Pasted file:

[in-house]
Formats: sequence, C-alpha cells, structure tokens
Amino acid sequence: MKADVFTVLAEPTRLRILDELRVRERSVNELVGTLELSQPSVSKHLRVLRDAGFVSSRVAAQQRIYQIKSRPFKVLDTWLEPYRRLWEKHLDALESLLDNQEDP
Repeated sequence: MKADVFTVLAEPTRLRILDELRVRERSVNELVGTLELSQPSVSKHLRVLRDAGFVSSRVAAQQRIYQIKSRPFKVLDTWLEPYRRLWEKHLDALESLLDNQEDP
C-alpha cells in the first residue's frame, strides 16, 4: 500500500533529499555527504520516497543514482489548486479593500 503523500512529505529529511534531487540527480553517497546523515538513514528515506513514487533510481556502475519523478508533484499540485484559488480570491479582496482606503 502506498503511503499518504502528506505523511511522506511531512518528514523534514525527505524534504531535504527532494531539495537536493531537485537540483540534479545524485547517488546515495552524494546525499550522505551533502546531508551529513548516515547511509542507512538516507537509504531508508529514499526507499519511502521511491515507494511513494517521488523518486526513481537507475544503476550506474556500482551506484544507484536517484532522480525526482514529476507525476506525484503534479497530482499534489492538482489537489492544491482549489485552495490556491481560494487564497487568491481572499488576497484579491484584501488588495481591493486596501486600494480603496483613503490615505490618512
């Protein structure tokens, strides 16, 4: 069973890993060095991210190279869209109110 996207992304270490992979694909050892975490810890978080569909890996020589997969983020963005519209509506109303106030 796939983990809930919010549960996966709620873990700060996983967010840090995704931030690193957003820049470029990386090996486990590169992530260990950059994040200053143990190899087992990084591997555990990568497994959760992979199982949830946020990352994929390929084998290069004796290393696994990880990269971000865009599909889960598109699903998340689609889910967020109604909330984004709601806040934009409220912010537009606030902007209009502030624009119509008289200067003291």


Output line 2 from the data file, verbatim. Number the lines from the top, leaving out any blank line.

Formats: sequence, C-alpha cells, structure tokens